Although I thank the Secretary of State for that answer, may I draw his attention to the widespread concern, which is shared on both sides of the House, that we had to learn of this important decision from the press late last night, and not from a statement from himself to the House? Will the right hon. Gentleman tell us why it was necessary for us to learn of these matters from the press, bearing in mind that it was not through any leak but rather through a formal Home Office statement, which could surely have been made by a Minister to the House?

Secondly, will the right hon. Gentleman confirm that at all stages throughout these proceedings he has had the discretion to take the medical condition of Senator Pinochet into account? Will he tell us when a magistrate first commented that Senator Pinochet was unable to attend court? Will he explain why, at that stage, he did not commission the sort of report which he has now, at the final stages, commissioned?

Will the right hon. Gentleman tell the House what the cost of this entire business has been? He must realise that there has been an immense expenditure of public money, of time and of effort—there has been anxiety on all sides of the argument—in a situation that will result in the end in the senator probably being returned to Chile, which could have happened at a much earlier stage had the right hon. Gentleman had the decisiveness to approach the issue properly? Will he accept that from the start this matter has been handled in a bungling and incompetent way, and that at the end of it no one is satisfied? Spain is not satisfied, Chile is not satisfied, and the British people have been put through an awful lot of expense for no result whatsoever.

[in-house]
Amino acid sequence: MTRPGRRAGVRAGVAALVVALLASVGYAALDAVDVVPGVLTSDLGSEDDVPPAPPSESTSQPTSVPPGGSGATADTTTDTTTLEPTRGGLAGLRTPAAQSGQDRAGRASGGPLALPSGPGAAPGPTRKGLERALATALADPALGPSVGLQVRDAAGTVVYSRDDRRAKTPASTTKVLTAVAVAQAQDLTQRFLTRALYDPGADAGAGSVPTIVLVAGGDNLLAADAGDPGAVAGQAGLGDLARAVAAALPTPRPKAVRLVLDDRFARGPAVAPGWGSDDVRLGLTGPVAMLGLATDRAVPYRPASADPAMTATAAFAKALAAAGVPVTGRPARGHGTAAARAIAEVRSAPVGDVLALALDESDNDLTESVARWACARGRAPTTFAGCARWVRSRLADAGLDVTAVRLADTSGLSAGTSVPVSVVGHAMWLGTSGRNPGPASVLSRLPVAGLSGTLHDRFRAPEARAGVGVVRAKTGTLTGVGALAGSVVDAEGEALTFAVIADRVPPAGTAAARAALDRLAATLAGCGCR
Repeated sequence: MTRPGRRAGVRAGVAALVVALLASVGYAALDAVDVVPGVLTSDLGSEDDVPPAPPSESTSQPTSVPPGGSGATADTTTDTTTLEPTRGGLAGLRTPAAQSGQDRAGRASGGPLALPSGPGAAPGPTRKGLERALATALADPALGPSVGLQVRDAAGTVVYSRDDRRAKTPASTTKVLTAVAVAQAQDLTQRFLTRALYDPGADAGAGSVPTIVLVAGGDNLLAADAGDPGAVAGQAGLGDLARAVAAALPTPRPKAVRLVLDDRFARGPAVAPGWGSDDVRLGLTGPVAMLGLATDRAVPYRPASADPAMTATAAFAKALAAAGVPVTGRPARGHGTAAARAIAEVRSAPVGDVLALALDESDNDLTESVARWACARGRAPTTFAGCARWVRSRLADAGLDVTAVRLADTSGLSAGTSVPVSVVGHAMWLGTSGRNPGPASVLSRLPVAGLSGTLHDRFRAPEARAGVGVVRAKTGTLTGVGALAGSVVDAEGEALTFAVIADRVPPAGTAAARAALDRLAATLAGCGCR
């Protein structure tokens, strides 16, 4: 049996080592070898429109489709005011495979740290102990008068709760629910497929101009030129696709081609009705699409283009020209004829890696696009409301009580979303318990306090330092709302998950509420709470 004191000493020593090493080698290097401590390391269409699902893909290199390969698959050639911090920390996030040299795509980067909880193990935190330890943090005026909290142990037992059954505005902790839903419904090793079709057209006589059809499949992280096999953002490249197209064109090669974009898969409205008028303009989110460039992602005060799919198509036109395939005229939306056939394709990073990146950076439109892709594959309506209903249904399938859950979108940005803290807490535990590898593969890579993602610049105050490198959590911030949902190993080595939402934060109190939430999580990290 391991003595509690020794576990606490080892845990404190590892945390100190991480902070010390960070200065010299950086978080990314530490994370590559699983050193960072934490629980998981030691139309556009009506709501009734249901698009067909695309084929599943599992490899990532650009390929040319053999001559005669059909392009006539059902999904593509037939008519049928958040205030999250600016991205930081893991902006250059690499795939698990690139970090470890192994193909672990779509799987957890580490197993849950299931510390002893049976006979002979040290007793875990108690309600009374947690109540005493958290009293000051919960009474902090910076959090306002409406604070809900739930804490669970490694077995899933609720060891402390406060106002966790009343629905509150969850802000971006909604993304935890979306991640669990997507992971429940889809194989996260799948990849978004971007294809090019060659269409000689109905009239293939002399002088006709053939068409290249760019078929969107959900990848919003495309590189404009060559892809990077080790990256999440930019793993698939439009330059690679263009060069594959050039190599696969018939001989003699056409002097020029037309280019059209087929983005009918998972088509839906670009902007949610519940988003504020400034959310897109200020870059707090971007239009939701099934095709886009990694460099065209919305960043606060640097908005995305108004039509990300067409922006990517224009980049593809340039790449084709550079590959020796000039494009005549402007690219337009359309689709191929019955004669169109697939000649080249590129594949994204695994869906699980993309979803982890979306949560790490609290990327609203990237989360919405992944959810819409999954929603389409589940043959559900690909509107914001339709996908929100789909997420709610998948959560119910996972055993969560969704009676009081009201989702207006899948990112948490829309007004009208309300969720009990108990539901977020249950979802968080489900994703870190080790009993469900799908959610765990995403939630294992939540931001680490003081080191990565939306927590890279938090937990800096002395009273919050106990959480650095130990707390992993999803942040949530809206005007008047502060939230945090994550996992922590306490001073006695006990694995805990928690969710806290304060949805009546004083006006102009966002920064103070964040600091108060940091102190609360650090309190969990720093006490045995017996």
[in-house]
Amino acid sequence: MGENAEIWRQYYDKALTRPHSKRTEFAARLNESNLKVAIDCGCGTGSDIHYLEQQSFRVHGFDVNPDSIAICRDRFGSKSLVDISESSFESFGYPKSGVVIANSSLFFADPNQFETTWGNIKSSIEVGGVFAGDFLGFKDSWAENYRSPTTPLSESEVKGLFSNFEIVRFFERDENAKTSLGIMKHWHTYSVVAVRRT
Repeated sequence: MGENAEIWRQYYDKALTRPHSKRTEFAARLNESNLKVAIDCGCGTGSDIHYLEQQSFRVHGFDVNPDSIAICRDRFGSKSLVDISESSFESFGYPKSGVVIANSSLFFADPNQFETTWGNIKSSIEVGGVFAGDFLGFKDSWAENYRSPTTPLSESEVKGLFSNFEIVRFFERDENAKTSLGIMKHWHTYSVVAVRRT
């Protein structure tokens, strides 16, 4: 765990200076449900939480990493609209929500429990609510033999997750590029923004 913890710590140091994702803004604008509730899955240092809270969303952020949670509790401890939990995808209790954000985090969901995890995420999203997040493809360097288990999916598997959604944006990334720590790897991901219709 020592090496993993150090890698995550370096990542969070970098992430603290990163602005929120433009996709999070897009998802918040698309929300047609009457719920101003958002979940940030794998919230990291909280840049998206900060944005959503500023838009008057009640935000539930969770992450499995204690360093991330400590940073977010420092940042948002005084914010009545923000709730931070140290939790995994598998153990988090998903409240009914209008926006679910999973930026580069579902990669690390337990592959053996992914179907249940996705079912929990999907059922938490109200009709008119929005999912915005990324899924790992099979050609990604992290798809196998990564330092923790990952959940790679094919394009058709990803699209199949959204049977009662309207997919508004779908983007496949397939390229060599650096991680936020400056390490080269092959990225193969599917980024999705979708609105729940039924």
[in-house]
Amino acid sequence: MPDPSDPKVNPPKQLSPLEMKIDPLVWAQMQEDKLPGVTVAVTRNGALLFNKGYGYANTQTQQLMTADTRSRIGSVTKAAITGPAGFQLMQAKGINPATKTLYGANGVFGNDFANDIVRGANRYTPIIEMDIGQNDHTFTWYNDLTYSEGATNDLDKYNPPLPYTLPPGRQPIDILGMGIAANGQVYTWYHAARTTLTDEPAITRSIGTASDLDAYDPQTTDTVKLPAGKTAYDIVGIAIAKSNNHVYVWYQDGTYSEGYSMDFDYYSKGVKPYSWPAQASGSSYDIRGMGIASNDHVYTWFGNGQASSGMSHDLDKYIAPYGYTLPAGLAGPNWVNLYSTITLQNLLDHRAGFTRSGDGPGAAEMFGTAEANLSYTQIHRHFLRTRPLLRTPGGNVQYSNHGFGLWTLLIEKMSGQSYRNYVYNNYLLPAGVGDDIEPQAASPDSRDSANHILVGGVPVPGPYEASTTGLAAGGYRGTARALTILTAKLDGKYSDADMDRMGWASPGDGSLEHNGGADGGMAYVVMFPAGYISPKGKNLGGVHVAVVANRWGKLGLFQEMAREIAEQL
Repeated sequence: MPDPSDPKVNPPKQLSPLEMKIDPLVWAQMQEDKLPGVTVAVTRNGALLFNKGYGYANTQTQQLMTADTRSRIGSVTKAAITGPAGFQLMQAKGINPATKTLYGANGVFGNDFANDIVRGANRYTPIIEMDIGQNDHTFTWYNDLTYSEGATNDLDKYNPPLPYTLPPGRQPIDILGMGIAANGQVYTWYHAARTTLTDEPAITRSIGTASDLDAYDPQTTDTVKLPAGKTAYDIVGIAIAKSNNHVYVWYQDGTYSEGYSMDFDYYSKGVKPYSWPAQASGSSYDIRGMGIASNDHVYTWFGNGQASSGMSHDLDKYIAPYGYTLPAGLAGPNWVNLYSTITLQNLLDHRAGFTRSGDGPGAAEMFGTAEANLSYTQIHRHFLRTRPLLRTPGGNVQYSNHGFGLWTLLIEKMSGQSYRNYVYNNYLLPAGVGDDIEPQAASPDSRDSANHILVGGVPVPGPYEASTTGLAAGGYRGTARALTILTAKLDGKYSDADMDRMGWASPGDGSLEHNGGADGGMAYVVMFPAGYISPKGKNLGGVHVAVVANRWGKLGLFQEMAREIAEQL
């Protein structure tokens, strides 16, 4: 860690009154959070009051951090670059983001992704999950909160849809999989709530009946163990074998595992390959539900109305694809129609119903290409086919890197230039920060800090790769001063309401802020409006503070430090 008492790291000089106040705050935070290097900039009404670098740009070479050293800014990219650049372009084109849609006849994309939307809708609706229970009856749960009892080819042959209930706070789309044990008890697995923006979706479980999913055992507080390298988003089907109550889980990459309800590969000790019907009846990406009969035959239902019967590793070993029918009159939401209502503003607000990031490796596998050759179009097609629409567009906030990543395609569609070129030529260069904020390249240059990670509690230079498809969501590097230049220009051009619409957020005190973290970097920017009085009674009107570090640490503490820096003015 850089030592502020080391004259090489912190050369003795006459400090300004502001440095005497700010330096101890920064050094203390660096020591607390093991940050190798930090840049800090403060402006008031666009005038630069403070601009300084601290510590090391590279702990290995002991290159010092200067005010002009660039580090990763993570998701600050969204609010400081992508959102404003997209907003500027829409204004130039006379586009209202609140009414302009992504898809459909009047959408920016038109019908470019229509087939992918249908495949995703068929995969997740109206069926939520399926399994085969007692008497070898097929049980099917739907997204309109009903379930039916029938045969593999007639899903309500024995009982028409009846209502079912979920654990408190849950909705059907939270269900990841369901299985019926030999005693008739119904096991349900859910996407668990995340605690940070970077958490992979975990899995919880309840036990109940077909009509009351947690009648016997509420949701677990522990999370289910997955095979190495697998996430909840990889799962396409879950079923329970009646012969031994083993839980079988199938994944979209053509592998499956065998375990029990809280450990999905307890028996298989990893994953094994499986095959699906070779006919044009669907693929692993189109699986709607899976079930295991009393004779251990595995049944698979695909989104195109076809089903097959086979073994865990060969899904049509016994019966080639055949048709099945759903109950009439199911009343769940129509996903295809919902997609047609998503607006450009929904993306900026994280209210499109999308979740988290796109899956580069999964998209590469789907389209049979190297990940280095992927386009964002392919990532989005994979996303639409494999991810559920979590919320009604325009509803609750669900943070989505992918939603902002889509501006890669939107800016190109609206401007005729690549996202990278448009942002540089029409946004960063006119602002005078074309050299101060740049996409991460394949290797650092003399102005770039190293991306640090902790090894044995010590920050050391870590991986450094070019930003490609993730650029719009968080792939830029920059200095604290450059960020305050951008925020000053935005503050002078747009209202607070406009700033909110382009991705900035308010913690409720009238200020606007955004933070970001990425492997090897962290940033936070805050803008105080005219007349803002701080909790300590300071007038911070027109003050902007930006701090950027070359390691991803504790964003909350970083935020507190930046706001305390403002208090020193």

I shall be interested to hear from the Secretary of State exactly what this seven days means. [HON. MEMBERS: "A week."] It probably does not mean a week. Will he confirm that, if a legal challenge is mounted in the next seven days, the proceedings could go on well beyond the week in question, and that Senator Pinochet could continue to be held in this country for some time to come? When the Home Secretary talks about seven days, he is not giving the real position.

Will the Secretary of State tell us how on earth he has managed to come to a series of such conflicting decisions in so many cases recently? He arrested Senator Pinochet when the senator was in bed recovering from an operation; by contrast, he let a suspected Nazi war criminal walk out of this country even before the police investigation had been completed. Furthermore, even when he had the clearest possible admissions, he took no action in respect of cold war spies. Does he have any grip on his Department? Does he have any consistency? Does he have any logic? Is not he dealing with this matter in the most shameful way for a man of his high office?